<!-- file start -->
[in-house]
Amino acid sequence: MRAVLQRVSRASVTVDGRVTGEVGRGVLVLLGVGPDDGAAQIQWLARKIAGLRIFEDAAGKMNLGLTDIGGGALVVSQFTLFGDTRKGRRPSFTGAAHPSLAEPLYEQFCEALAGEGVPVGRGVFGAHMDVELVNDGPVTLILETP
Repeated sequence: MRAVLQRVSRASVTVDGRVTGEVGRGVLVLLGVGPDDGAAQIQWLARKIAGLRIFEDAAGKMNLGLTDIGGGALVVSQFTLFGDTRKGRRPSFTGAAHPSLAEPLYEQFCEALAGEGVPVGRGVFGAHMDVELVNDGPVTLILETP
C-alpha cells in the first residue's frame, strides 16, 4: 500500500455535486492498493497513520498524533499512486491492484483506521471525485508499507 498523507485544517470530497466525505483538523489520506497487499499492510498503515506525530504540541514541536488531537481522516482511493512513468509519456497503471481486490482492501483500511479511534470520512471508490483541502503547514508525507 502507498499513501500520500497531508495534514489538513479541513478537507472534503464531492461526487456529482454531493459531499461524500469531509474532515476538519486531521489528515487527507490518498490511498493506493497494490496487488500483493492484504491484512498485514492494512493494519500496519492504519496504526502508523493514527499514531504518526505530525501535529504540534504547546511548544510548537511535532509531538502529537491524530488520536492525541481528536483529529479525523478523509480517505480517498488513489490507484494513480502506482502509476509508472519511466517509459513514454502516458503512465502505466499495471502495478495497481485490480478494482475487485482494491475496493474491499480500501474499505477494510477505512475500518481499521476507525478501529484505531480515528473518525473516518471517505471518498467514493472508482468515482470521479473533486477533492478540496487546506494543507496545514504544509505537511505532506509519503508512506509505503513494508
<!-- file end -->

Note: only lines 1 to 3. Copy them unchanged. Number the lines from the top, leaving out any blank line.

[in-house]
Amino acid sequence: MRAVLQRVSRASVTVDGRVTGEVGRGVLVLLGVGPDDGAAQIQWLARKIAGLRIFEDAAGKMNLGLTDIGGGALVVSQFTLFGDTRKGRRPSFTGAAHPSLAEPLYEQFCEALAGEGVPVGRGVFGAHMDVELVNDGPVTLILETP
Repeated sequence: MRAVLQRVSRASVTVDGRVTGEVGRGVLVLLGVGPDDGAAQIQWLARKIAGLRIFEDAAGKMNLGLTDIGGGALVVSQFTLFGDTRKGRRPSFTGAAHPSLAEPLYEQFCEALAGEGVPVGRGVFGAHMDVELVNDGPVTLILETP